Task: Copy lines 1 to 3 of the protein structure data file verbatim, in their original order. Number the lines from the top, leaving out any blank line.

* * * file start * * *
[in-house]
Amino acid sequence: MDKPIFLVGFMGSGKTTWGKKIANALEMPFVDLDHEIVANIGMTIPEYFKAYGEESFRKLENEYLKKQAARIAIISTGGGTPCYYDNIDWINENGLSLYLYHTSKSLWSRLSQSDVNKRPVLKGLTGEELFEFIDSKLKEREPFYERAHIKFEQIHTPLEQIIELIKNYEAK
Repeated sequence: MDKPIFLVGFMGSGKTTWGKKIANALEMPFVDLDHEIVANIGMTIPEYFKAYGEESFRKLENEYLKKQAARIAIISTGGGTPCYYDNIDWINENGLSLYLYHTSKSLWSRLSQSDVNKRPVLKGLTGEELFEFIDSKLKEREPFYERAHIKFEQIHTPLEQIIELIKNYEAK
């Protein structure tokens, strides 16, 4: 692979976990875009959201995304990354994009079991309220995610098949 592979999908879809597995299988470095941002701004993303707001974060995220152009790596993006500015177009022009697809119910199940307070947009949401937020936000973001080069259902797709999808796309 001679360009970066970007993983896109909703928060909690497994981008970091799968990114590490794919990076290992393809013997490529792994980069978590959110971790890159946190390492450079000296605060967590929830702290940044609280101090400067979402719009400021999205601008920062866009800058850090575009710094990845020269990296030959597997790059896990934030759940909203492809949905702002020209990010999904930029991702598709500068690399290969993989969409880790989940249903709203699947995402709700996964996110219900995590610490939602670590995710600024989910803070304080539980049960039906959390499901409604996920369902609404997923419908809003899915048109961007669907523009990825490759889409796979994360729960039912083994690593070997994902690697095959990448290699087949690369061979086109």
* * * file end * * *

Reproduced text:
[in-house]
Amino acid sequence: MDKPIFLVGFMGSGKTTWGKKIANALEMPFVDLDHEIVANIGMTIPEYFKAYGEESFRKLENEYLKKQAARIAIISTGGGTPCYYDNIDWINENGLSLYLYHTSKSLWSRLSQSDVNKRPVLKGLTGEELFEFIDSKLKEREPFYERAHIKFEQIHTPLEQIIELIKNYEAK
Repeated sequence: MDKPIFLVGFMGSGKTTWGKKIANALEMPFVDLDHEIVANIGMTIPEYFKAYGEESFRKLENEYLKKQAARIAIISTGGGTPCYYDNIDWINENGLSLYLYHTSKSLWSRLSQSDVNKRPVLKGLTGEELFEFIDSKLKEREPFYERAHIKFEQIHTPLEQIIELIKNYEAK